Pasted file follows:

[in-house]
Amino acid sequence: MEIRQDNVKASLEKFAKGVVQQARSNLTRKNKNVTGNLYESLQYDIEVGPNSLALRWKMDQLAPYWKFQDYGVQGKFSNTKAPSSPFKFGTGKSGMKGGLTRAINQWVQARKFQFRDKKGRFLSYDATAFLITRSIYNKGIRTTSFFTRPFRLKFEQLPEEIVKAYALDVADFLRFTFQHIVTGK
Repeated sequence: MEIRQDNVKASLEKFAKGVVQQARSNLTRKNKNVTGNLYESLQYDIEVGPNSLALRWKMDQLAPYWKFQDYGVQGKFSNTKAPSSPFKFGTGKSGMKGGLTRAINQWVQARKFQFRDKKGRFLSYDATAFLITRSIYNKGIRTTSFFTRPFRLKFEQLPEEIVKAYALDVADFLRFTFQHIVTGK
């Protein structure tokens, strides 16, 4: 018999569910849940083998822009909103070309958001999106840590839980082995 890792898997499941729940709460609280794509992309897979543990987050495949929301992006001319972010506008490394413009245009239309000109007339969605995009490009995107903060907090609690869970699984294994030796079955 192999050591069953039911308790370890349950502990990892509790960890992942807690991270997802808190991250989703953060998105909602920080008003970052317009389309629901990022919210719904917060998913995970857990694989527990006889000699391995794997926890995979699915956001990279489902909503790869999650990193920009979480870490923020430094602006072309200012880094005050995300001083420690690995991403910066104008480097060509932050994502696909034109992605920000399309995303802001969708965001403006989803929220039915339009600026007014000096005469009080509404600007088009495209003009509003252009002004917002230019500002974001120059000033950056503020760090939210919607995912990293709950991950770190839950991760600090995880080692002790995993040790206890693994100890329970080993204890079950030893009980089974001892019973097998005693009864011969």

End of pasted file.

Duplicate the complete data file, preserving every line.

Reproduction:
[in-house]
Amino acid sequence: MEIRQDNVKASLEKFAKGVVQQARSNLTRKNKNVTGNLYESLQYDIEVGPNSLALRWKMDQLAPYWKFQDYGVQGKFSNTKAPSSPFKFGTGKSGMKGGLTRAINQWVQARKFQFRDKKGRFLSYDATAFLITRSIYNKGIRTTSFFTRPFRLKFEQLPEEIVKAYALDVADFLRFTFQHIVTGK
Repeated sequence: MEIRQDNVKASLEKFAKGVVQQARSNLTRKNKNVTGNLYESLQYDIEVGPNSLALRWKMDQLAPYWKFQDYGVQGKFSNTKAPSSPFKFGTGKSGMKGGLTRAINQWVQARKFQFRDKKGRFLSYDATAFLITRSIYNKGIRTTSFFTRPFRLKFEQLPEEIVKAYALDVADFLRFTFQHIVTGK
């Protein structure tokens, strides 16, 4: 018999569910849940083998822009909103070309958001999106840590839980082995 890792898997499941729940709460609280794509992309897979543990987050495949929301992006001319972010506008490394413009245009239309000109007339969605995009490009995107903060907090609690869970699984294994030796079955 192999050591069953039911308790370890349950502990990892509790960890992942807690991270997802808190991250989703953060998105909602920080008003970052317009389309629901990022919210719904917060998913995970857990694989527990006889000699391995794997926890995979699915956001990279489902909503790869999650990193920009979480870490923020430094602006072309200012880094005050995300001083420690690995991403910066104008480097060509932050994502696909034109992605920000399309995303802001969708965001403006989803929220039915339009600026007014000096005469009080509404600007088009495209003009509003252009002004917002230019500002974001120059000033950056503020760090939210919607995912990293709950991950770190839950991760600090995880080692002790995993040790206890693994100890329970080993204890079950030893009980089974001892019973097998005693009864011969």